Tracie Mauriello, VA

Senior Writer

Tracie is the Washington bureau chief for the Pittsburgh Post-Gazette and a ghostwriter specializing in memoir and historical biography. Tracie has served as education writer for the Republican-American in Waterbury, CT, assistant city editor of the Springfield News-Sun in Ohio, education and municipal government reporter for The Herald in New Britain, CT, and executive director of the Journalism Association of Ohio Schools. She taught journalism at Urbana University in Ohio and co-wrote a chapter about libel law in the 2006 textbook Emerging Issues in Contemporary Journalism. Tracie has a bachelor’s degree in English from Central Connecticut State University and a master’s degree in journalism from The Ohio State University. She is a former National Press Foundation Paul Miller fellow and is a member of the Washington Gridiron Club, the Regional Reporters Association, the National Press Club, and the Association of Ghostwriters.

As a Story Terrace writer, Tracie interviews customers and turns their life stories into books. Get to know her better by reading her autobiographical anecdote below.

Christmas Pizza

My great-grandfather’s cellar was always filled with rakes, hoes, watering cans, hoses and spades—the tools that would make his summer garden come to life. Orange-stained cabinets along one wall were filled with the jars Gram collected. At the end of every summer she would fill them with the tangy sauce she made from Pop’s fresh garden tomatoes and basil.

But on Christmas Eve, the gardening tools got pushed into a pile in the back of the cellar to make room for what Gram and Pop were proudest of cultivating—their family.

Pop set up long tables on the cement floor of the otherwise unfurnished basement. When he ran out of tables he arranged an old door on top of two sawhorses to extend the dining surface even more. By the time he was done the cellar resembled evoked the Whoville Christmas table. Gram’s good kitchen chairs were set out among folding chairs, handmade benches, babies’ highchairs, and assorted lawn furniture. The cellar wasn’t fancy but it was big enough for the whole family, and that’s what was important. Well, that and the pizza.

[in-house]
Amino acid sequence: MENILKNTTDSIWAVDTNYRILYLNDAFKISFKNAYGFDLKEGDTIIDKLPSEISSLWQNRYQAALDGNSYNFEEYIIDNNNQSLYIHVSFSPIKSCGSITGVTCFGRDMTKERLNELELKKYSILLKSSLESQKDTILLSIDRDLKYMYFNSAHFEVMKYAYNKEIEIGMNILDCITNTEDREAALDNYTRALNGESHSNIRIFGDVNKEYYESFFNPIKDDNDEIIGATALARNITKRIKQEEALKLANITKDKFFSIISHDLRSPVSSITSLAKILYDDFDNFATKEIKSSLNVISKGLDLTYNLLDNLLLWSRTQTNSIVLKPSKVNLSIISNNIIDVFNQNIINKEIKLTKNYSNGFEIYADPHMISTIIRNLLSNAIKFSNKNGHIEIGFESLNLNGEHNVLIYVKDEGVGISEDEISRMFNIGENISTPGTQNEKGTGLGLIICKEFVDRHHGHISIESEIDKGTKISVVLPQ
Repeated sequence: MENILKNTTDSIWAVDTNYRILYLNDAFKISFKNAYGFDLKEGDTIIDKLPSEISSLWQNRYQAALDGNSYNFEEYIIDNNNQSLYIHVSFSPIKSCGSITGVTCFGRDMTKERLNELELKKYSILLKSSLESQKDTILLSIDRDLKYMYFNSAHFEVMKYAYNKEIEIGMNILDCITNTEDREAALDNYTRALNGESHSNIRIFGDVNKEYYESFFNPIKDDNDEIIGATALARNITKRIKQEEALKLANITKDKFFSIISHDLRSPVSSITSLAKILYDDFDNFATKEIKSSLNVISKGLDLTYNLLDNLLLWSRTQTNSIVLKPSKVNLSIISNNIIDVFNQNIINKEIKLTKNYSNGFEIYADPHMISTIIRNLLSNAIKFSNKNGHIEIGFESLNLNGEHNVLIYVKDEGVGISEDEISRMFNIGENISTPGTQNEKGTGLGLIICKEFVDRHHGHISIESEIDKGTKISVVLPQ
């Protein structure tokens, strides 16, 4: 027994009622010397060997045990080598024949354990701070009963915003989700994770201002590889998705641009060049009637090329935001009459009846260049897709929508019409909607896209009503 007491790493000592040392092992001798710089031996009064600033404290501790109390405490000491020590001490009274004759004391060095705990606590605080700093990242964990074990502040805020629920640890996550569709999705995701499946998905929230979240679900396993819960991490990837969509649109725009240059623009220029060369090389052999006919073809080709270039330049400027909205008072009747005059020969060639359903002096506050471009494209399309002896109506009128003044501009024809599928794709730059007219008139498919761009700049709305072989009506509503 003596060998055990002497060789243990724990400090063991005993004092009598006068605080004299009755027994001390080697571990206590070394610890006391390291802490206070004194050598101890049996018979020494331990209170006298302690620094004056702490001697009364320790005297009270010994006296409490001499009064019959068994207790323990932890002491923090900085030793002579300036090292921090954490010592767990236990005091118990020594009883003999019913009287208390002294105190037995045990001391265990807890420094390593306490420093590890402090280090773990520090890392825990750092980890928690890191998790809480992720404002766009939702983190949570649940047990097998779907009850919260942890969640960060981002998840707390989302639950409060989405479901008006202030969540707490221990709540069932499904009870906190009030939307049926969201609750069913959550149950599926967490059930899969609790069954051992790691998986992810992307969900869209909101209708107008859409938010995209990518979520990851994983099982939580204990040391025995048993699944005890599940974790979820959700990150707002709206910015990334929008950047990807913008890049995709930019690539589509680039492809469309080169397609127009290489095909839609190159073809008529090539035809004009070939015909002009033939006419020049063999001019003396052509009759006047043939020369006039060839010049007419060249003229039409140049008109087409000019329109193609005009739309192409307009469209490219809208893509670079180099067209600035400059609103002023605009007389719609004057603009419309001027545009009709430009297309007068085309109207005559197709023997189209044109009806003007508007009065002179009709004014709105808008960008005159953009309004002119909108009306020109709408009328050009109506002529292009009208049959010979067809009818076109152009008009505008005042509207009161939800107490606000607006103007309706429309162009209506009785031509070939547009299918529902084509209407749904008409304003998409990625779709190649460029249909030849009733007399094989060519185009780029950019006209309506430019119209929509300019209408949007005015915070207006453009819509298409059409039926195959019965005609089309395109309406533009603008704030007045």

By 1984, our last Christmas Eve gathering at the DeLuca house, the ranks had grown to five children, 13 grandchildren and five great-grandchildren plus spouses, fiancés and friends who were freely accepted into the family ranks by cousins who teased, uncles who offered instruction on the proper way to twirl spaghetti, and grandparents who called them “honey” and “sweetheart” when the name of a newcomer eluded them.

Cousin Kevin always brought his Matchbox cars. He would begin at one end of the table, beeping and vrooming as he pushed them around salt shakers, bottles of Pop’s homemade tomato and dandelion wines, piles of sour black olives, bowls of stale cheese curls, and plates of cookies made with a not-so-secret ingredient, Special K cereal. Eventually someone would tell Kevin to stop and he knew this, but until then he would take advantage of the racetrack.

Compliments were passed freely from one generation to the next but seldom within a generation. We knew in advance what the compliments would be. Elders gushed over Kevin for being a mathematical genius, Susan for playing the clarinet so well, David for his athleticism, Joey for his strength, and me for having white teeth. This was the best compliment they could think of for me, who has average in every way except to Pop, who saw something the other’s didn’t and called me “Miss America.”

Before long, Gram would come upstairs to make the pizza. She was a petite woman who had to stand on her toes to flatten out the dough with her squeaky rolling pin. She would step over the coloring books and around the toy hammers and baseball cards on the floor as she worked, and every few minutes she would look down at us to tell us what good artists we were. I remember distinctly the way the aroma of Crayolas blended with the salty-sweet smell of garlic, anchovies, and tomato sauce.

After the pizza came coffee, which we drank out of Styrofoam cups because it was before anyone in our family cared about the environment. On this night, even the children were allowed some. Drinking it was less interesting to us than watching it fizz after we dropped in gravelly bits of sour Brioschi that we found rummaging around in the kitchen cabinets. Our fathers ignored us, our mothers pretended to be disgusted, and our grandmother warned “Waste not, want not,” and “You better drink that now.”

We never did.

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